Dorothy identified and understood the threat to her livelihood – she was alert to the changes going on around her. Are you looking to see trends and developments in your particular marketplace? Are you awake to changes? What are the threats to your business right now? These may not be technical, as in Dorothy’s case, but may pose just as big a threat.

Too many business owners have their heads in the sand, focusing purely on what they are doing – and the way they have always done it. Develop a strategy for making yourself aware of the changing business environment.

2.      She embraced the change

Dorothy Vaughan refused to be left behind. She didn’t moan or complain about her bad luck, being a ‘human computer’ just when a machine that could do 24,000 calculations per second was being launched. She equipped herself with the knowledge to take advantage of the brave new world of machine computers.

And it wasn’t easy – in the film, the book she needs to teach herself programming is in the ‘white only’ section of the library where she is not allowed to go. So she ‘borrows’ it as she is thrown out by police, telling her son ‘I have paid my taxes, you can’t steal something that you have already paid for’!

As an African-American woman in the segregated south of the USA, Dorothy faced just about every level of opposition she could. Her determination and effort made the difference; through her struggle she positioned herself as the go-to expert.

As Charles Darwin said, ‘it is not the strongest species that survive, nor the most intelligent, but the most responsive to change’. Dorothy took a threat and turned it into an opportunity.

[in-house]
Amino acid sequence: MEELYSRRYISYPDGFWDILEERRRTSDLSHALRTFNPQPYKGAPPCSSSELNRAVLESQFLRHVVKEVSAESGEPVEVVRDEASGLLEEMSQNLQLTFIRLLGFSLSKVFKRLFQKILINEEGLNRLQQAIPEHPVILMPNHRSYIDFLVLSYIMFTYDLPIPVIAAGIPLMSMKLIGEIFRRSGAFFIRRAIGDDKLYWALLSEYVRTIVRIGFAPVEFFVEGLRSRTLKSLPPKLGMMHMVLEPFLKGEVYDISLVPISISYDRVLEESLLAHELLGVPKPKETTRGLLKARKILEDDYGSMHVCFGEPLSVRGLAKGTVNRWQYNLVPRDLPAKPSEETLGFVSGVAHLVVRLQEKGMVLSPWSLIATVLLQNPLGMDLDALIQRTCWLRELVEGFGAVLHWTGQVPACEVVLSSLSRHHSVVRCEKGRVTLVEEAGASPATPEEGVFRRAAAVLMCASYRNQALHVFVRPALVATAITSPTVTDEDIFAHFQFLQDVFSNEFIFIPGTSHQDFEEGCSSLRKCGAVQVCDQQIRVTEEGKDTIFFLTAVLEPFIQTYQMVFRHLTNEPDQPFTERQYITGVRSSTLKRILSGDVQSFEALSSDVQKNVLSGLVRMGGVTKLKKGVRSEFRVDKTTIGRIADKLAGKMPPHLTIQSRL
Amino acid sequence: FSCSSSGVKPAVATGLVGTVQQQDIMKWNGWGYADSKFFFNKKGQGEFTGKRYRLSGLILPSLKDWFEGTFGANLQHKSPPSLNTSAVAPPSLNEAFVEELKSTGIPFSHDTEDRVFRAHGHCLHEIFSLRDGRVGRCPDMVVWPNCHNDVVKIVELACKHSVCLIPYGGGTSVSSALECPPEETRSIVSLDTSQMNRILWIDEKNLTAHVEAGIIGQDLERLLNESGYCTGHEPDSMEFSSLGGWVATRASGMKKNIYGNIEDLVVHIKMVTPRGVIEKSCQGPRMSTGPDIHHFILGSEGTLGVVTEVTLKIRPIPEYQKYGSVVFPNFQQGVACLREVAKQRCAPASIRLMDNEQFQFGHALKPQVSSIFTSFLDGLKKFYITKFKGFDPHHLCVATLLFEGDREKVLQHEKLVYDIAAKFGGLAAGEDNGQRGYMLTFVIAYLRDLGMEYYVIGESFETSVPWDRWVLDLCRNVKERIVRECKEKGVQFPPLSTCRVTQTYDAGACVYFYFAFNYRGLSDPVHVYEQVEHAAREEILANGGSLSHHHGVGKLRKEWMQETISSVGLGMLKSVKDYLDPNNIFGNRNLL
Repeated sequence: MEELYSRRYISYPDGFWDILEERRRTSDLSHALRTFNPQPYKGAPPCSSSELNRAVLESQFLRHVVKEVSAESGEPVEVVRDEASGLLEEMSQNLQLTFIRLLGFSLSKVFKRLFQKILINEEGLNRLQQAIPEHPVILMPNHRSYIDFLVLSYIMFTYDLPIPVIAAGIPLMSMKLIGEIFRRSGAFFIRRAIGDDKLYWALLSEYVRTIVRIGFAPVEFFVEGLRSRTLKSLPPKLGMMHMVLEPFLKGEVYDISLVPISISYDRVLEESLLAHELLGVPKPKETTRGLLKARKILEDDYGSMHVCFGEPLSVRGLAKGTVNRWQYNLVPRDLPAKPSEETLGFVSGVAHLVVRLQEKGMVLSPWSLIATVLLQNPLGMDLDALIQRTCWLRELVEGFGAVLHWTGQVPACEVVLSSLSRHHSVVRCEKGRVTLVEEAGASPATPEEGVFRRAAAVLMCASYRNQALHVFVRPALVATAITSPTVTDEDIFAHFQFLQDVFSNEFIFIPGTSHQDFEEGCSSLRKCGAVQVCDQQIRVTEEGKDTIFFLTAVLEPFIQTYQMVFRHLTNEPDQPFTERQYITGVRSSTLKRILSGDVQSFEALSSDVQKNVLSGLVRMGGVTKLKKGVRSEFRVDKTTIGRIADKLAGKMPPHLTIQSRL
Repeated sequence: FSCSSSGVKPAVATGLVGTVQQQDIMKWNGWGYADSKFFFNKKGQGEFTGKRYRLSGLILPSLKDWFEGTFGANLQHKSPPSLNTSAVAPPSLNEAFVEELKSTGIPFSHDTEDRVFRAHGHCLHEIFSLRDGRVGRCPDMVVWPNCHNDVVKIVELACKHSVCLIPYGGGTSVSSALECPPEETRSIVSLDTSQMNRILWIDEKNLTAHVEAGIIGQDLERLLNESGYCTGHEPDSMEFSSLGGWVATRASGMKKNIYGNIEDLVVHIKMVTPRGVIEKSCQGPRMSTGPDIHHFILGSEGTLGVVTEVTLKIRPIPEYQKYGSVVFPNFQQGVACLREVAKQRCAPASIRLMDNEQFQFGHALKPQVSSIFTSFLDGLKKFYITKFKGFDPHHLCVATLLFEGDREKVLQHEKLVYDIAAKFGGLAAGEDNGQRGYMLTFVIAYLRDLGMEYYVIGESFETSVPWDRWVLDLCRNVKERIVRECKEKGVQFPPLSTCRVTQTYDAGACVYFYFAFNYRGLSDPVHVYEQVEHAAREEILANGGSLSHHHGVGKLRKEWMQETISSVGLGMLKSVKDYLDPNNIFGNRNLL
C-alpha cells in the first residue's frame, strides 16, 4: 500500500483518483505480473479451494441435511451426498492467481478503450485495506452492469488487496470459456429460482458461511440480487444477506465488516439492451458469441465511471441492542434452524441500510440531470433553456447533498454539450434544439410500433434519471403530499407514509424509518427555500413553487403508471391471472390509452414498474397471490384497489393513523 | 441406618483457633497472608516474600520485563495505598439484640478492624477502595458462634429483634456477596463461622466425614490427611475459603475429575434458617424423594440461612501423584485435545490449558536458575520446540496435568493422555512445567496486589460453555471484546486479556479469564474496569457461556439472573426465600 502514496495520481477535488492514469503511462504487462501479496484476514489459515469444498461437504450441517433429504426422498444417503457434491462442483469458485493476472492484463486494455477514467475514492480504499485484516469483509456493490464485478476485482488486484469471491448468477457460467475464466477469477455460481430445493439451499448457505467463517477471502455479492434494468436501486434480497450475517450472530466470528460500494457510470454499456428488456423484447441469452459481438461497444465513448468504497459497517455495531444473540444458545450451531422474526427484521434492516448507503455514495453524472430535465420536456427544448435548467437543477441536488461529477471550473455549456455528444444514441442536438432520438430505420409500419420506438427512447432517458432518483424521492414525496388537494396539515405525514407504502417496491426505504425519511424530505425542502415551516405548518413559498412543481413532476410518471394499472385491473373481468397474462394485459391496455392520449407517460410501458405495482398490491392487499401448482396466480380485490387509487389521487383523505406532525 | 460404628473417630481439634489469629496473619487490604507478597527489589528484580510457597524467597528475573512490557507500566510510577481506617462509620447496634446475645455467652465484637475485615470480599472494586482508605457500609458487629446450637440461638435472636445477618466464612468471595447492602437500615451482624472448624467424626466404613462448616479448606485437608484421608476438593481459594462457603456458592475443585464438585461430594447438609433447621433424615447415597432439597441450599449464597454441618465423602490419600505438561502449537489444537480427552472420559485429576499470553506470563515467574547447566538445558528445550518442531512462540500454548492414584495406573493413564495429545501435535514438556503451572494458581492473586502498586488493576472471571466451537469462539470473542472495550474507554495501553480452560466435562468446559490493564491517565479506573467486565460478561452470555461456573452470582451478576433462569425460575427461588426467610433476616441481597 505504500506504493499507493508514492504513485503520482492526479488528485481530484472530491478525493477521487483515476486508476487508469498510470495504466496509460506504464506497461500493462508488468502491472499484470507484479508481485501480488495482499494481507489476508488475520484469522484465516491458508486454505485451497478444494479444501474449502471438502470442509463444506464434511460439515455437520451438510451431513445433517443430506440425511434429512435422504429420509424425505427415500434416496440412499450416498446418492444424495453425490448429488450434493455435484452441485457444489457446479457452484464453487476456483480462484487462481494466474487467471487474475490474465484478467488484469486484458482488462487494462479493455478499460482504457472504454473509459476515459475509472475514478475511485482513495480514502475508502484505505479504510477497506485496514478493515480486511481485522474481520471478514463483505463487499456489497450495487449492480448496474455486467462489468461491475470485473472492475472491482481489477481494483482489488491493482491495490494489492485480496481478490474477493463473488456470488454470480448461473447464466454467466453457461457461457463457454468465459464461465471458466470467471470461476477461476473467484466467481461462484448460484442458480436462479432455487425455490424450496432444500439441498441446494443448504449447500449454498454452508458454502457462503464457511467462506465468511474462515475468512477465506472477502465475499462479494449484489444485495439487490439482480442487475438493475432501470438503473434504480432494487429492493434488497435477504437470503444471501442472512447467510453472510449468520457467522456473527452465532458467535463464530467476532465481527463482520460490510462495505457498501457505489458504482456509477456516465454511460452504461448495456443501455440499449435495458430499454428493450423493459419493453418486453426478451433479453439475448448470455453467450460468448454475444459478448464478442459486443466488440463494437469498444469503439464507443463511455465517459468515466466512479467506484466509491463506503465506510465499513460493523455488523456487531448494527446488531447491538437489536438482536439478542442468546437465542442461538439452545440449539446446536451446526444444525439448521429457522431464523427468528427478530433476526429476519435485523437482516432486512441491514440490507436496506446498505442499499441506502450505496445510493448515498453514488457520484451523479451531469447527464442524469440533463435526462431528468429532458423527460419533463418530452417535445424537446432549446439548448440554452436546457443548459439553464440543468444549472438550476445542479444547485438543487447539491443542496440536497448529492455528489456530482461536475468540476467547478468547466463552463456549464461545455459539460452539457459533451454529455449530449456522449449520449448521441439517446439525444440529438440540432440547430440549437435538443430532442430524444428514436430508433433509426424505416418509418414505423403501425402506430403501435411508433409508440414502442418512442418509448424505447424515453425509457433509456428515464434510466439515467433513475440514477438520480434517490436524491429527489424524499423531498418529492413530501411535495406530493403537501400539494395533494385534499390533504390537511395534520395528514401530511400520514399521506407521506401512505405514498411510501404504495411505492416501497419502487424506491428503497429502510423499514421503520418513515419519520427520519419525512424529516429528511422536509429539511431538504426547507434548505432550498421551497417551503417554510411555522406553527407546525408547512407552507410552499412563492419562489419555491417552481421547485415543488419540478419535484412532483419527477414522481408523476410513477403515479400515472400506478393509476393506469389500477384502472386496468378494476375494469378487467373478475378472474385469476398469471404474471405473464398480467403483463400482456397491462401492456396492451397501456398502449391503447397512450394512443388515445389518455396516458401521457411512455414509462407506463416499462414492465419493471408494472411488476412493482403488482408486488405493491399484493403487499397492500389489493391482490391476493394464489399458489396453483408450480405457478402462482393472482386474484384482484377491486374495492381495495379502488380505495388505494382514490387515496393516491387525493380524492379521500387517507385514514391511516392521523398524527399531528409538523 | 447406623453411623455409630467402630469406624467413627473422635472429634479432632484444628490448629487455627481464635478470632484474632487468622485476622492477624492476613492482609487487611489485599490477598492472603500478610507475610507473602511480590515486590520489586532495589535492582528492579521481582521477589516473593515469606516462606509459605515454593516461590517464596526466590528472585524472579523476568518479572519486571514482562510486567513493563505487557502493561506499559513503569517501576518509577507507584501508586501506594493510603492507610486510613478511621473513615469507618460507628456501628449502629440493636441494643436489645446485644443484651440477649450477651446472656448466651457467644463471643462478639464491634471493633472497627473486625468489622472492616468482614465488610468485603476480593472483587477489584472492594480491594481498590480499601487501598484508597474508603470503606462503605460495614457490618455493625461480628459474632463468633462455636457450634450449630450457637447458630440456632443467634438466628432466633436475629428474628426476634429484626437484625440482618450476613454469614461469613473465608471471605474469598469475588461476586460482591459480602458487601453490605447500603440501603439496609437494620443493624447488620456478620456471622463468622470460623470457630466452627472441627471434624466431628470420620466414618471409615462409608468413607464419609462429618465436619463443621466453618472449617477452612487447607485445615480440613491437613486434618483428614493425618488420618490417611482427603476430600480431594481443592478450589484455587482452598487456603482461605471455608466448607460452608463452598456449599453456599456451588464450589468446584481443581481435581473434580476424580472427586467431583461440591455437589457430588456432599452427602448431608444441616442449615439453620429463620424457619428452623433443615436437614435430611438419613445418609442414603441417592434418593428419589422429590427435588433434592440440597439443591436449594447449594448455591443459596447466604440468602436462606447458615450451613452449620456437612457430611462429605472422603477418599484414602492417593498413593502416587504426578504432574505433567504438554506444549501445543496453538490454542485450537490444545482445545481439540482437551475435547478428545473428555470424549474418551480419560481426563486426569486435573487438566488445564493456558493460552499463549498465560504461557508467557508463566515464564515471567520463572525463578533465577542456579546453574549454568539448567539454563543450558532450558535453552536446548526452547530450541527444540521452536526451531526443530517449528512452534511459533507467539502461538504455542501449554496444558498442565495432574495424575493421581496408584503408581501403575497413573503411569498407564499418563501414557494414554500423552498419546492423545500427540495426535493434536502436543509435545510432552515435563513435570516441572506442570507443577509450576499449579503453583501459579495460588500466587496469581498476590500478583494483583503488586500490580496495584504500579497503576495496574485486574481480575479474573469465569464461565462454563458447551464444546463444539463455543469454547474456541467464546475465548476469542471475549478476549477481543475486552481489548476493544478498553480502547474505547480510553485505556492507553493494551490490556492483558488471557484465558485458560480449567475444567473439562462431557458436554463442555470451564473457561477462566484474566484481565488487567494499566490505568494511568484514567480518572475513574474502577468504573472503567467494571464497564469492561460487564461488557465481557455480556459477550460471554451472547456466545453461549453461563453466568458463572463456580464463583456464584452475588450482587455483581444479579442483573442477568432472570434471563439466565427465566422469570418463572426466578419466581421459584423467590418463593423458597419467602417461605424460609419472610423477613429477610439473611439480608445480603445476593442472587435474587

3.      She took her team with her

Throughout her career Dorothy Vaughan was an advocate of women of all colours. Having learned Fortran, she taught her team, so that when NASA realised it needed more programmers, she could meet that need with her team, thus keeping them all in a job.

Investing in your team, keeping their skill set up to date, is crucial for any business to grow. If you find yourself unable to trust your workforce with tasks, ask yourself if you have equipped them with the skills necessary. A chain is only as strong as its weakest link!

In a rapidly changing business environment, we all need to be looking at what’s coming down the line. We’ll need to adapt, to develop our skills, and ensure our team is ready too.

Now, the big question is who to cast in the lead role of ‘Altus – The Movie’?

 

 

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Should we fear October

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Should we fear October?

11 October 2017

October is considered by many to be the scariest month. This year, not only do we have Friday the 13th to contend with, in addition to the traditional Halloween mischief night and trick or treating, but seasoned investors may know that October is historically one of the most volatile months for stocks.

Additionally, for those of you who are superstitious, 2017 may bring extra dread if you believe the ‘curse of the number 7’. This relates to the theory that the month of October suffers especially significant drops, in particular, in years ending in the number 7.

The most well-known cases of this phenomenon were in 2007, 1997 and, of course the largest of drops, known as ‘Black Monday’, in 1987.

On 19th October it will be 30 years exactly since ‘Black Monday’, when the FTSE 100 index dropped by 12.2 per cent and the Dow Jones plummeted by almost 22 per cent in just one day, falling by 508 points. This still stands on record as the biggest single-day percentage decline.

However, despite the dramatic falls, the crash of 1987 was relatively short lived. During the next two trading days, the Dow gained nearly 300 points and the market actually finished the year above where it started.

The stock market is resilient and has recovered from difficult times. When considering the month it is worth remembering that past performance is not an indicator of future results. October is actually one of only 3 months in the year when the FTSE 100 tends to outperform the mid-cap FTSE 250. This could be due to the fact that October signals the end of the weak trading period, starting at the beginning of May, caused by the ‘Sell in May’ effect.